3 Reuters: Telefonica: "healthy'' and has "operational growth" despite third-quarter net loss of S/.253 million ($72.3 million)
3 Reuters: El Platanal to be Peru's 2nd-biggest hydroelectric plant after (state-run) Mantaro; operational by 2005
3 Reuters: Peru to auction S/.250 million (US$72.5 million) of 2-year sovereign bond issue next week; third and final tranche
3 Bloomberg: GDP expected to expand in 3rd Qtr; first rise in four quarters (includes chart)
TRAVEL NEWS The Atlanta Journal and Constitution (USA) and Delta Airline's press release report that Delta will limit passenger baggage to select Latin American cities, including Lima, beginning Nov. 1, 2001, and through Jan. 15, 2002. "Delta will allow a maximum of two checked bags and one carry-on item (plus one personal item)." ..... Internet Wire advances lowering rates for a December trip to Cuzco by FAR&WIDE Travel "14 nights, Was $1360 now $1156."
OF SPECIAL INTEREST In a book excerpt in The Times (London): "I am also less concerned in ascertaining the righteousness of particular wars - whether a murderous Pizarro in Peru (who calmly announced, "The time of the Inca is over") was better or worse than his murdering Inca enemies."
Tuesday October 30, 2001
ANTHRAX UPDATE In a USA State Department briefing, Richard Boucher stated that the mail with anthrax spores at the USA Embassy in Lima was received last Thursday and one of six diplomatic pouches was confirmed to be anthrax-laden on Sunday. Several sources report on yesterday's finding including the Chicago Tribune, the Miami Herald, and the Washington Post. (See "Anthrax in Lima" below.) Of these, the Washington Post story adds the most additional information including: 1). the embassy mail went through "the contaminated State Department mail center in Sterling, Virginia." 2). it quotes a U.S. Embassy spokesman in Lima, Peru, saying "anthrax was on the interior of a canvas mailbag. None of the letters or packages inside was opened." 3). the mail picked up the anthrax spores through "incidental contact" as it passed through the State Department mailroom in Washington. Online (Ireland) was one of the few papers whose stories headlined the embassy.
RALLY FOR THE REPUBLIC EFE reports that "about 3,000 people attended a rally in Peru to support former President Alberto Fujimori" in Lima. The event was timed to commemorate the anniversary of the peace treaties with Ecuador, signed on Oct. 26, 1998, an event prominently highlighted at Fujimori's website.
BOTH FUN AND A DRAG The Gainesville Sun (Florida, USA) runs a piece on former Ambassador Dennis Jett (in Peru between 1996-1999) who recalls his experience of "narrowly missed being taken hostage during the MRTA raid at the Japanese embassy. Jett said he left the embassy 30 minutes before the terrorists embarked on their mission. "Being ambassador was fun and I enjoyed the responsibility," he said, "but it came with a certain amount of obligations and scrutiny, and sometimes it was a drag." (Photo: The Gainesville Sun)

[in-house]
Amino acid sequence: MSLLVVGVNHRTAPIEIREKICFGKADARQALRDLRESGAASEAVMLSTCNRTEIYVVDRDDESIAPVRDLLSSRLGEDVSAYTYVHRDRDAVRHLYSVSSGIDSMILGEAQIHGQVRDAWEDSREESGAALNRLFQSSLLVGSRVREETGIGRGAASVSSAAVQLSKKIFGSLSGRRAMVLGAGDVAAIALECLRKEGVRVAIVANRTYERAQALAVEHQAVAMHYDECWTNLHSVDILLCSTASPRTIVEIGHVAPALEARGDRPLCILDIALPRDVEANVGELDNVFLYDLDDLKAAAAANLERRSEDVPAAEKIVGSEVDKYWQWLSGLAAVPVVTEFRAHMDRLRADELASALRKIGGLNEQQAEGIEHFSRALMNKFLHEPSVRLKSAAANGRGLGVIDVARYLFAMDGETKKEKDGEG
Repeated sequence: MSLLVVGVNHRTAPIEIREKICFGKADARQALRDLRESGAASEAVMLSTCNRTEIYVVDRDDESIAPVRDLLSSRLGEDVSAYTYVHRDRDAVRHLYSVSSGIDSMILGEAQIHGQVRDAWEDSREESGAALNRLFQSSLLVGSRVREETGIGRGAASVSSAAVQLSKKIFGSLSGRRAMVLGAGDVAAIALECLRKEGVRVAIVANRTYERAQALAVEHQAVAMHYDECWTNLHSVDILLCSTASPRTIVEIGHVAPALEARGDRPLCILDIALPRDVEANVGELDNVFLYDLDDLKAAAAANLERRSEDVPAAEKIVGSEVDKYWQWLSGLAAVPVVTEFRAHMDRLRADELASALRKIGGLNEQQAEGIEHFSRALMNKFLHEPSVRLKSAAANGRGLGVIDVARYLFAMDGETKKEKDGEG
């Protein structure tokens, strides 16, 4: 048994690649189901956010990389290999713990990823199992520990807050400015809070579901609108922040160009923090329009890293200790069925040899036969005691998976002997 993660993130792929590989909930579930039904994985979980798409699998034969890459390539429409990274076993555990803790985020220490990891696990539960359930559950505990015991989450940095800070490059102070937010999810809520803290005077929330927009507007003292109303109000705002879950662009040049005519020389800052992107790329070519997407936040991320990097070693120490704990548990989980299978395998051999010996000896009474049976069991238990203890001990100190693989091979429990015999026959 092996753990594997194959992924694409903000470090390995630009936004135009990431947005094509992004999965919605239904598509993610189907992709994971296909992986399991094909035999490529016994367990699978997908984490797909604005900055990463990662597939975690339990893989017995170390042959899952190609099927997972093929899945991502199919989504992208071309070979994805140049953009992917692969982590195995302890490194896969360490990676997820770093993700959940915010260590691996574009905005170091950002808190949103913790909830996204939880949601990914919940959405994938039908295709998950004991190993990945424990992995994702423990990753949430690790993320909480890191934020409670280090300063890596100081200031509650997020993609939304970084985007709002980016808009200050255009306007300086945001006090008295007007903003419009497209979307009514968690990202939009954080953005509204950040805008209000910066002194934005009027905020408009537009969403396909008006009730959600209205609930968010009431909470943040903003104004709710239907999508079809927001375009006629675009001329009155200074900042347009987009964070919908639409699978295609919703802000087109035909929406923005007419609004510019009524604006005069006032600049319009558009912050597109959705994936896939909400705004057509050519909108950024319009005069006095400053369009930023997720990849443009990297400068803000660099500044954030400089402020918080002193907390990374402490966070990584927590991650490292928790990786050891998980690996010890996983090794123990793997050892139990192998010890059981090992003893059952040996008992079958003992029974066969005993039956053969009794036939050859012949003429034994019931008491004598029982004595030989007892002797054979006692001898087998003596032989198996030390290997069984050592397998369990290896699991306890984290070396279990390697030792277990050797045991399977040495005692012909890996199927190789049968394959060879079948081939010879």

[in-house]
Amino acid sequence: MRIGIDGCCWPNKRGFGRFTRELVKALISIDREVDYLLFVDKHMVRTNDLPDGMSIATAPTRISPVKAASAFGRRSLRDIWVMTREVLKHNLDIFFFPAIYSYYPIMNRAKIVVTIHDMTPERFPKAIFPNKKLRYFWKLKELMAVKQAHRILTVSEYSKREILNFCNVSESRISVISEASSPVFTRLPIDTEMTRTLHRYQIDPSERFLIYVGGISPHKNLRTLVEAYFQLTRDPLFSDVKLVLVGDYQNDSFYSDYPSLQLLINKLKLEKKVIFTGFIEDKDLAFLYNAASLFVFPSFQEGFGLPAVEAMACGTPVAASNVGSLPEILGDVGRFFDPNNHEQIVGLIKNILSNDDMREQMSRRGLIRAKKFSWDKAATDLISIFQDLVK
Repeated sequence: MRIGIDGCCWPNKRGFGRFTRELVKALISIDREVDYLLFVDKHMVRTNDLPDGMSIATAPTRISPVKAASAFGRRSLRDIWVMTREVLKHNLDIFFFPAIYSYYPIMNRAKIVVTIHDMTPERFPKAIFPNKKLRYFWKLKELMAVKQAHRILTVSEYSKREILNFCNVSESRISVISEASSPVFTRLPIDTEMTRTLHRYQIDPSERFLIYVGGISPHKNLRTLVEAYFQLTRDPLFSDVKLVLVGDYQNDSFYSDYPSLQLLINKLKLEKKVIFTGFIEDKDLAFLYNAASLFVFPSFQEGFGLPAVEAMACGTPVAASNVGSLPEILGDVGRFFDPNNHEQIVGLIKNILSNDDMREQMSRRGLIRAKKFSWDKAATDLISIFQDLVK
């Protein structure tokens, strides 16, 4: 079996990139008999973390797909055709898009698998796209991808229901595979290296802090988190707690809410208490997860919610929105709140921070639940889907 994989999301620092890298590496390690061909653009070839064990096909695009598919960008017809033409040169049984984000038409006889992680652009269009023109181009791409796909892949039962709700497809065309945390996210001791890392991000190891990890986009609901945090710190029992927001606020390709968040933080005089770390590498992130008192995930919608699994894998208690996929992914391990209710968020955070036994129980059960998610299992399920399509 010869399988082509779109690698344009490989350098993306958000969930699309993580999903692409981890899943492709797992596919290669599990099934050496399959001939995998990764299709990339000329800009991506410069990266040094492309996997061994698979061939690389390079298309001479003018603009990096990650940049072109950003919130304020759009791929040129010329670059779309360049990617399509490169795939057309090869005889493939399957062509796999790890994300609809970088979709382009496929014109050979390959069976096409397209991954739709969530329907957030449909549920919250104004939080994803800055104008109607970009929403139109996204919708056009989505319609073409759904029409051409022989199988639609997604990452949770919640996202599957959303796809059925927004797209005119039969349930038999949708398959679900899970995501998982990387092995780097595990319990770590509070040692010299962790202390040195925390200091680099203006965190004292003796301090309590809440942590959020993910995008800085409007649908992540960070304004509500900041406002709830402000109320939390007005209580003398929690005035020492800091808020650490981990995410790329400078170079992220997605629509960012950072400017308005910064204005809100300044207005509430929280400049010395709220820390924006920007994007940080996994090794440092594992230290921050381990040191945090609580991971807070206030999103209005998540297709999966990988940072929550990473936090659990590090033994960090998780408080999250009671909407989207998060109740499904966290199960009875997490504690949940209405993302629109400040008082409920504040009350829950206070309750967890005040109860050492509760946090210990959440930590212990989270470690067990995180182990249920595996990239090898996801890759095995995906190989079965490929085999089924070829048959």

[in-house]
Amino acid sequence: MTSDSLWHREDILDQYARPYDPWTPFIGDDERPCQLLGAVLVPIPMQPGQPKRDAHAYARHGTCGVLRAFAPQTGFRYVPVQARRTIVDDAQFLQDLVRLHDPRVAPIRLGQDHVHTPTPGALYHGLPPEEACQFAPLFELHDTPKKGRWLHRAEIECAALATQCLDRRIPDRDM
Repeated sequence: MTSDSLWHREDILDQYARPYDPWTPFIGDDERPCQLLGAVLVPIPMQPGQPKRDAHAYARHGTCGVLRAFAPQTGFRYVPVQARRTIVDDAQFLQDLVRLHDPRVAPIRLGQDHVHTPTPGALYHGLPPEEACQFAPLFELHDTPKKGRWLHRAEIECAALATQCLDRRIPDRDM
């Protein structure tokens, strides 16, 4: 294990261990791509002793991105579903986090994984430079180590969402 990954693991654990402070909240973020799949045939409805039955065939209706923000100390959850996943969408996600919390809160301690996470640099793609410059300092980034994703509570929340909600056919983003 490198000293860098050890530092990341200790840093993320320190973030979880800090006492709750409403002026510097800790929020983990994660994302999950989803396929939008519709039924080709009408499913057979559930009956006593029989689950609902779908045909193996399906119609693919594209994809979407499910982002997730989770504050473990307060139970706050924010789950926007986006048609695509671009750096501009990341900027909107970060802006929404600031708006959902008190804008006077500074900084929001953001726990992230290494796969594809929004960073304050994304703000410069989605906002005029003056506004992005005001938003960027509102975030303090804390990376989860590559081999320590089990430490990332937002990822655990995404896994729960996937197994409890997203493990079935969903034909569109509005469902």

LESSONS TO LEARN Business Week reports on Latin America's relationship between terrorism and maintaining an open society. "In the 1980s, the Maoist Shining Path guerrillas were so ruthless that Peruvians initially applauded the government's tough anti-terrorism measures, which included summary trials for suspected terrorists before hooded judges. But the government cast such a wide net in that it wrongly imprisoned hundreds -- perhaps thousands -- of people. Says Han Landolt of the Institute of Legal Studies in Lima, "Adoption of strict anti-terrorism legislation ... can degrade hard-won civil rights -- and they're difficult to win back."
STILL LANDLOCKED La Razon (Bolivia) reports that "the Bolivian Government wants to use gas as a key to recover a route out to the Pacific through Chile or Peru." Bloomberg (using a story in La Tercera, Chile) adds that
"Bolivia wants ocean access in exchange for picking Chile instead of Peru for pipeline's route. The project would mean building a liquefaction plant on Chile's coast, adding up to $1.5 billion of investment."
LESSONS LEARNED The Guardian (London) runs a column by George Monbiot who writes of the School of the Americas in Fort Benning, Georgia (USA) which he calls "a terrorist training camp, whose victims massively outnumber the people killed by the attack on New York." Renamed recently as Western Hemisphere Institute for Security Cooperation, the article says that General Juan Velasco Alvarado "benefited from the school's instruction" and "so did the leader of the Grupo Colina death squad in Fujimori's Peru."
INTEREST TOO HIGH Reuters reports that "interest rates for Peruvian borrowers will remain high because bad debts and nonperforming loans abound and the country's stagnant economy has failed to pull out of a three-year slump." Credits by Peruvian banks totaled about "9.5 billion in August, a 7.5 percent decline from the beginning of the year." The story includes comments from Mario Guerrero, (economist, Banco Wiese Sudameris), Jorge Chavez (President, Maximixe), Oscar Jasaui (Pacific Credit Rating Peru) and Central Bank members Richard Webb, Julio Velarde, and Kurt Burneo.
M2Presswire reports on the United Nations's First Committee (Disarmament and International Security) at which Peruvian Diplomat Hugo Flores commented on the draft text on the Regional Centre for Peace and Disarmament in Latin America and the Caribbean, which is based in Lima). The Centre, he said, "did its work in the first inhabited region that was free of nuclear weapons. In less than three years, the Centre had brought together more than 500 diplomats from a number of backgrounds to help in the work of bringing stability and development to the region."